In order to predict, you need a really robust data set. Consider the customer data you’re able to store in a CDP. You might know how a customer interacts across different devices and channels, their demographic information and what they’ve bought in the past, but this is not robust data - it represents a tiny fraction of a percent of the data points that would be available on any given person and how they spend their time online.
Think about how long you spend on a website and how much information you willingly give. Does this fraction of data shared capture the essence of who you are or what you want? Often not. For this reason, customers cannot be commoditized. Every single person is completely different. Their context and their intent is constantly changing. They might have bought an item for themselves from a site a few weeks ago, but today they could be shopping for their great aunt, or their brother’s newborn baby.
It’s also important to understand that customers are not the same as their demographic. What do we mean by this?
Consider Ozzy Osbourne and Prince Charles - two people with the same demographic data on paper. Same age, both are wealthy men, and both live in castles in England. And yet, you’d imagine their shopping carts look very different! With this in mind, trying to serve Ozzy predictions based on Prince Charles’ purchasing behavior doesn't make any sense. On the other hand, if you knew the items that Ozzy had recently looked at, and you knew what else customers who viewed those same items went on to click on or buy, you could serve Ozzy much better predictions based on this knowledge.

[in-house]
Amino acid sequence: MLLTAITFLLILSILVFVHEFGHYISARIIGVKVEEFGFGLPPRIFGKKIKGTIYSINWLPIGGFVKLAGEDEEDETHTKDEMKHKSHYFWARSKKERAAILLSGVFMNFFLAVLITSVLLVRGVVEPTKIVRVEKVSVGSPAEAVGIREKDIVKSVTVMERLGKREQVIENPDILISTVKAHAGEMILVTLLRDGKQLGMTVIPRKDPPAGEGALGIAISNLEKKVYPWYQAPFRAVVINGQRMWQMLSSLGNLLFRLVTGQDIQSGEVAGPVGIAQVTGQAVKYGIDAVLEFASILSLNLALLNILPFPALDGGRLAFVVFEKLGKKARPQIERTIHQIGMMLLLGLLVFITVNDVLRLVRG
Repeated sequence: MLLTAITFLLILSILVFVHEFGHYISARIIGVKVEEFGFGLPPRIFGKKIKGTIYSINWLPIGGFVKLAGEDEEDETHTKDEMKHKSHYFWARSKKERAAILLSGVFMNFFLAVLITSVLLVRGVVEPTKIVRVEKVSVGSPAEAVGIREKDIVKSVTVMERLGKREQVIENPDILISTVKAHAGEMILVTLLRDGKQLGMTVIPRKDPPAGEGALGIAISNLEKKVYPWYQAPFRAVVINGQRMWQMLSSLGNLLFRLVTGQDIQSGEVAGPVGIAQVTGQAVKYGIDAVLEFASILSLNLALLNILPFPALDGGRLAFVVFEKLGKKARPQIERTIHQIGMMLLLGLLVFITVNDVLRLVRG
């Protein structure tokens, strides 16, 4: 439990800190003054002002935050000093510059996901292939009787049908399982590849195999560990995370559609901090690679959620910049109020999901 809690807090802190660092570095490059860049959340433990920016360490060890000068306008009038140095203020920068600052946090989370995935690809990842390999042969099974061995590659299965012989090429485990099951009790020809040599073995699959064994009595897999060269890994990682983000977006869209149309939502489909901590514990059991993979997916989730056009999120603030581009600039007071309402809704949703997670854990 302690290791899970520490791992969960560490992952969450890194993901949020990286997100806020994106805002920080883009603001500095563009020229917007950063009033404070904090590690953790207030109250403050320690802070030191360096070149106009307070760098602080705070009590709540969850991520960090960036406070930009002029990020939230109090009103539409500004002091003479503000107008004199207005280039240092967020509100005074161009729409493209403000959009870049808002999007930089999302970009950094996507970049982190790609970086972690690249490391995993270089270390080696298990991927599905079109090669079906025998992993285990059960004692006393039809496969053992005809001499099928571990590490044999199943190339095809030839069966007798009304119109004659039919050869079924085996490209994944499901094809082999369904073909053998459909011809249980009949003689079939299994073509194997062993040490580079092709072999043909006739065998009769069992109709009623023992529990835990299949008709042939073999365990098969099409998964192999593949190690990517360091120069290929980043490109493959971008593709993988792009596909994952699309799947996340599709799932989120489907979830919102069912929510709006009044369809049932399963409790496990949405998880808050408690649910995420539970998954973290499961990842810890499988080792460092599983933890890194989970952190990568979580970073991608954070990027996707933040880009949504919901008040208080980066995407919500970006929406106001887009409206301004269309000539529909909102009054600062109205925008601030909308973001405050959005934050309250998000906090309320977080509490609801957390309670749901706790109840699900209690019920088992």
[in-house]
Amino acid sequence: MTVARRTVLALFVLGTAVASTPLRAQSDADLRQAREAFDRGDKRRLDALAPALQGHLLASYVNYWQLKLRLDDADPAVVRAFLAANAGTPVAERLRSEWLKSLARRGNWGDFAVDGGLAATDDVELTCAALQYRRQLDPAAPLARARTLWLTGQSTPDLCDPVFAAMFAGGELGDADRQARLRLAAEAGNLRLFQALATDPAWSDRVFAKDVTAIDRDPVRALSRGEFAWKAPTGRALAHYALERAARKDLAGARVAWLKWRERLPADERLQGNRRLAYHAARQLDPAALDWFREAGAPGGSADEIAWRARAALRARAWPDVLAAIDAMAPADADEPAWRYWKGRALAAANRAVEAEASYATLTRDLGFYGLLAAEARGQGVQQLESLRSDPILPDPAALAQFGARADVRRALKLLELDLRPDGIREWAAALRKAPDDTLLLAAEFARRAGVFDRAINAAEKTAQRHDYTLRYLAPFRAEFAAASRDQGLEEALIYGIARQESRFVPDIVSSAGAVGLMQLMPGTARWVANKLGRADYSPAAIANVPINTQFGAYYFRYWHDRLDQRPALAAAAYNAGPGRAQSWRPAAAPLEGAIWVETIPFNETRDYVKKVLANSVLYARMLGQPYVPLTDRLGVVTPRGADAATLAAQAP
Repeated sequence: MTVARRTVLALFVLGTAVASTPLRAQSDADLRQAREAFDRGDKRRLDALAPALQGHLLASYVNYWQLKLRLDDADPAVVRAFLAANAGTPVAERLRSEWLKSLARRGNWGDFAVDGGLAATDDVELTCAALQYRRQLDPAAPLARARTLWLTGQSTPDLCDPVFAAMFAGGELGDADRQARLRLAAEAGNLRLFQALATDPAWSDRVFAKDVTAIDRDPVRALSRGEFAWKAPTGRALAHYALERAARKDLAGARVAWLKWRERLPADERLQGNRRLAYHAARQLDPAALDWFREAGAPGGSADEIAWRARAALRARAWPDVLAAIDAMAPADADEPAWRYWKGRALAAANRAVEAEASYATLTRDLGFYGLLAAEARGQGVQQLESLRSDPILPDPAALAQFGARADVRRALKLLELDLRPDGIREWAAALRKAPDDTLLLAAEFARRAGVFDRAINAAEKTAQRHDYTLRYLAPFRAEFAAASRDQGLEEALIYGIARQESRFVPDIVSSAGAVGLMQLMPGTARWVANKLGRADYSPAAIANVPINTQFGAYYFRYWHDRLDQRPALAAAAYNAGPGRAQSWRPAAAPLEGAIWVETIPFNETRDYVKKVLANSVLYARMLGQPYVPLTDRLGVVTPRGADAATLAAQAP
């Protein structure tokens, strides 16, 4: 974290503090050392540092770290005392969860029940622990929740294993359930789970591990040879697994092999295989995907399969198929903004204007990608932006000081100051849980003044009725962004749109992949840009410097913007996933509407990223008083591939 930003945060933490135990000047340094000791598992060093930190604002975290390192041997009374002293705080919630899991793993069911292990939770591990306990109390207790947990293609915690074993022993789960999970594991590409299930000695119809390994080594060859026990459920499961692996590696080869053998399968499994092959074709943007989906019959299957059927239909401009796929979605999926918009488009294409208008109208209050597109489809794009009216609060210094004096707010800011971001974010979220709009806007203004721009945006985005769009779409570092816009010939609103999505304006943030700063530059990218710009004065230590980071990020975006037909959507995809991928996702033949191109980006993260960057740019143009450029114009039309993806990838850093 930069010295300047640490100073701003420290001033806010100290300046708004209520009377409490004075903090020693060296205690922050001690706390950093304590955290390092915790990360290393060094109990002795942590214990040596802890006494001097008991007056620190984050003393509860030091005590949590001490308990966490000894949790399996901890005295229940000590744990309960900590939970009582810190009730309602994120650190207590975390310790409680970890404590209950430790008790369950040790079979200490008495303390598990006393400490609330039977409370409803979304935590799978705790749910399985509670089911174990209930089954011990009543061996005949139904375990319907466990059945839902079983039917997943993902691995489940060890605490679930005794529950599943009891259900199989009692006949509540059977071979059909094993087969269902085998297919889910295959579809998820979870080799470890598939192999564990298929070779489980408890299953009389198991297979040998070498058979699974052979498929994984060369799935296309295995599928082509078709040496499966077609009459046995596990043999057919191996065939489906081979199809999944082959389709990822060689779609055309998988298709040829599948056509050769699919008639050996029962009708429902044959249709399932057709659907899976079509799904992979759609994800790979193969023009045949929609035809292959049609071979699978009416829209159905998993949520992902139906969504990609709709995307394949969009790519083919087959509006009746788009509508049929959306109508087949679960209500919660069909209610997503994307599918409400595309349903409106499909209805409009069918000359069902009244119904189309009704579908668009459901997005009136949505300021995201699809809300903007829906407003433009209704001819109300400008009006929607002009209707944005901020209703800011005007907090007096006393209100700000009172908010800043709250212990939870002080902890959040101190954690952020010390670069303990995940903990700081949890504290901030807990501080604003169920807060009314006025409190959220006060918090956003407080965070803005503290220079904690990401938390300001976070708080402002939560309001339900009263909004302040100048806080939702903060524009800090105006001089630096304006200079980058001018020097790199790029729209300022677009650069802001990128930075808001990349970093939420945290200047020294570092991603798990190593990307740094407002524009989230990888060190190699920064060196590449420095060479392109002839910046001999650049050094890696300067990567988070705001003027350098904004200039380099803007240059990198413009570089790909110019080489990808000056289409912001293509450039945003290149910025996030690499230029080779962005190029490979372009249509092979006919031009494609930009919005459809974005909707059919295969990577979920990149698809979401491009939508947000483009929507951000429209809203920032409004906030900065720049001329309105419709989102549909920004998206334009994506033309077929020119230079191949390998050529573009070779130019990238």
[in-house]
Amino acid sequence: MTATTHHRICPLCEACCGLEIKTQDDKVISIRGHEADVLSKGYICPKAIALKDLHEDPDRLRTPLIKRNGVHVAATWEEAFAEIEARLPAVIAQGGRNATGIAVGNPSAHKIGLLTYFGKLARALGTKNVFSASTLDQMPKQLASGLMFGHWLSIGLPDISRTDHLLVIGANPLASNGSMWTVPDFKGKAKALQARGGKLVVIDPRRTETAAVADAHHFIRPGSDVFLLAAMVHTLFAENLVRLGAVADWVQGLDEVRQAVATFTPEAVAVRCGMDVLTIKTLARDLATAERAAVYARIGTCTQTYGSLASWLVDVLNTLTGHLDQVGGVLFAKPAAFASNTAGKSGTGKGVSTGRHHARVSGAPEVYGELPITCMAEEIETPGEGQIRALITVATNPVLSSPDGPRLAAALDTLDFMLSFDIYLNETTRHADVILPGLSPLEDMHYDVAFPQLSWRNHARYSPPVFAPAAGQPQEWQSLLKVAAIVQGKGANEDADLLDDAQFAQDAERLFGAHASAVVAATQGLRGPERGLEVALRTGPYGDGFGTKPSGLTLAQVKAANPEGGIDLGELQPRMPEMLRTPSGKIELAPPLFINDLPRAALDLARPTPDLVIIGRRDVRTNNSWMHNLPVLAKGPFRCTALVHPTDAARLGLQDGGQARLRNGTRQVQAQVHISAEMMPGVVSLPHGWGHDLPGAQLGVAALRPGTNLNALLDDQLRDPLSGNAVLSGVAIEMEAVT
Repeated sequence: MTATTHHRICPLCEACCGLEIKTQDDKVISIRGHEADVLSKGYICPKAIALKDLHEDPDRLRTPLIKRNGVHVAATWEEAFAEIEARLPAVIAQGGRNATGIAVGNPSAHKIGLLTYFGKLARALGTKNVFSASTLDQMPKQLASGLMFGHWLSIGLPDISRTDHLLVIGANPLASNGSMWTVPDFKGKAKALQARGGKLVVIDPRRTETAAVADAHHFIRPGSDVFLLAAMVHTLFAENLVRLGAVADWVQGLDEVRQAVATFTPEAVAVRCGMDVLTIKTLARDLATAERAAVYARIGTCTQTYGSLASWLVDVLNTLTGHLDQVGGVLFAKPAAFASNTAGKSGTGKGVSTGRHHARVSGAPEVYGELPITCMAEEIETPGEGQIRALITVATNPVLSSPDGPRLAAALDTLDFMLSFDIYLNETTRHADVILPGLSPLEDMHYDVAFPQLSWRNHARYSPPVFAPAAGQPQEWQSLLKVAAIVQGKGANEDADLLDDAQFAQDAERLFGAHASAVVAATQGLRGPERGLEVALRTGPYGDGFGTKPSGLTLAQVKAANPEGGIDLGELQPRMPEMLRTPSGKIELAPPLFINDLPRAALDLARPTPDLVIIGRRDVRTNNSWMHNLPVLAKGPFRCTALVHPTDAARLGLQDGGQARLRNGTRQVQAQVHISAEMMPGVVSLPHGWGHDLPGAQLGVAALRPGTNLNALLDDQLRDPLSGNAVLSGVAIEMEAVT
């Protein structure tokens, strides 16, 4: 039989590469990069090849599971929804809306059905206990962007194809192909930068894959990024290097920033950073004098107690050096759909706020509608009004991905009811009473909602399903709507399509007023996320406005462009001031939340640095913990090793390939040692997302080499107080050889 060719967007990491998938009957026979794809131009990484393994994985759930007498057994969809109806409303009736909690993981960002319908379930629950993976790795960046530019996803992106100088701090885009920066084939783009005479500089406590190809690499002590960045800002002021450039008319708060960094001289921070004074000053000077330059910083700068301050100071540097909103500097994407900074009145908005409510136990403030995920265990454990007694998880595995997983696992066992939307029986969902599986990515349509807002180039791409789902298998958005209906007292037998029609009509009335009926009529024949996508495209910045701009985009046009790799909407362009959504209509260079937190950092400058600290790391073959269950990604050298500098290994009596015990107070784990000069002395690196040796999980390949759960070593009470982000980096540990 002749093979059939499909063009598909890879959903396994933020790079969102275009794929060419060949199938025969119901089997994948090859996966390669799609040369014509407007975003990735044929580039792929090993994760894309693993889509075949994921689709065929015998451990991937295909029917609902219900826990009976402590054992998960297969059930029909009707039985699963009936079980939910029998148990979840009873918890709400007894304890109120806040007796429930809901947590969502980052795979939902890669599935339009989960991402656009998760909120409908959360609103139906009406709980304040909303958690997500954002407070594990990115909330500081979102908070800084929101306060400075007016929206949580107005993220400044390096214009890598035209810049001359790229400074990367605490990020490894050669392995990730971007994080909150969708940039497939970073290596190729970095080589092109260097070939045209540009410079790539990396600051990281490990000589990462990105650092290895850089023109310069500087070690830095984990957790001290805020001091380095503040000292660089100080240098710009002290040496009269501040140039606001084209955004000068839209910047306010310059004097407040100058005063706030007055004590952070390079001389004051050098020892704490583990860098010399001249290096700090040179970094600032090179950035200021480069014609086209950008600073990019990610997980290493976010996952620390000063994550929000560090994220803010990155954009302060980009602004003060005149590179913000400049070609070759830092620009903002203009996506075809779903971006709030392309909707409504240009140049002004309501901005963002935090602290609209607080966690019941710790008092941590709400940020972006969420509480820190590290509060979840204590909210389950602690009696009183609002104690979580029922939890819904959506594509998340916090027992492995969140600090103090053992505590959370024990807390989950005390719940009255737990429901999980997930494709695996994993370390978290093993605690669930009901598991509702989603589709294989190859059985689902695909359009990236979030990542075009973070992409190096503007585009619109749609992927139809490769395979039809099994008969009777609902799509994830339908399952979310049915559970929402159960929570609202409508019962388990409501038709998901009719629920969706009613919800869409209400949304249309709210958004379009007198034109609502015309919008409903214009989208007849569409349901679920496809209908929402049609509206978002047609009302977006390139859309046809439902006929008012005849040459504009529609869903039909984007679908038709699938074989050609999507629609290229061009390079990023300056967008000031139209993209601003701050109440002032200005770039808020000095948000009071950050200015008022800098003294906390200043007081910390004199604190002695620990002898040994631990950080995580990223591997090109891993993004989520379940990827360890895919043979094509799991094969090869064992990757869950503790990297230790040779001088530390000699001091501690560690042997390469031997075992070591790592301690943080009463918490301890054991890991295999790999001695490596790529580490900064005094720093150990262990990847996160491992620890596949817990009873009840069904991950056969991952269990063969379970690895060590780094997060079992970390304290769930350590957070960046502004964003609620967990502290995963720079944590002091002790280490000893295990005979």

For exactly this reason, it is product data, not customer data, that is most effective for prediction in ecommerce.
Product data is valuable because you have:
- 100% of your item data.
- Every single item interaction.
- Every item purchased.
- Every search.
- Every item image.
- All of your product description data.
When you are able to understand the relationships between items (which items are similar to one another, which items go well together, which items are complementary to one another), then you can make predictions based on the in-moment intent of a customer, rather than demographic data or information about what a customer bought six months ago.
Advanced personalization platforms like Particular Audience use machine learning tech including computer vision to serve visually similar recommendations, as well as collaborative filtering tech to harness the wisdom of the crowd. By learning from the shopping journeys of hundreds of thousands customers, Particular Audience can better predict what customers want - if 100,000 people have followed a similar browsing journey, based on what they did next collaborative filtering can shortcut a customer’s path to the same outcome.